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Sasha's picture


Through discussions of neurons and receptors we learned that action potentials are the same throughout the brain, but are interpreted differently in different areas and receptors. This led us to wonder- “how much of reality are we perceptive to? Only that for which we have receptors?”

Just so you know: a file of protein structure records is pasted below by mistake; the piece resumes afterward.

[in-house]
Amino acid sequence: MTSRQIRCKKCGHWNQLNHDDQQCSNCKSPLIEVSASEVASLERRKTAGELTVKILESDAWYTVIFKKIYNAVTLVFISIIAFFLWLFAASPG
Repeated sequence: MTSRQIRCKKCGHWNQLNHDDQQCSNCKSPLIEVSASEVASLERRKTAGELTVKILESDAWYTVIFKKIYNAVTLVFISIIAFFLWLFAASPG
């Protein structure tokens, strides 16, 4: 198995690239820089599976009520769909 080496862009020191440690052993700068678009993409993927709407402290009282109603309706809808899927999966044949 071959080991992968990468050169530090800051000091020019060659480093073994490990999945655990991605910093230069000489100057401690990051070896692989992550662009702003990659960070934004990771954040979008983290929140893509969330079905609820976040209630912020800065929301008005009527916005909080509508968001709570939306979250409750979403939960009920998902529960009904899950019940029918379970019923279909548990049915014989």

In an article in last weeks New Yorker (Two Heads) similar questions were raised. The article was a profile of Patricia and Paul Churchland, philosophy professors who focus on Neuroscience and the “mind-body problem”. The most interesting point in the article was the idea that even if somehow at this time we were to suddenly come across the answer to what the mind is, perhaps we wouldn’t even know what to make of the answer because neuroscience is not far enough along. This leads me to wonder if we ever really can or will be far enough along- what kind of receptors are required in the human brain to understand the deep inner workings of the brain itself? Do we have those receptors- or will evolution perhaps lead to a development of such receptors? Or will an understanding of mind and consciousness remain in another reality that we are not open to- like high pitches heard by dogs and horses- we know it’s there, but we can’t really perceive it.


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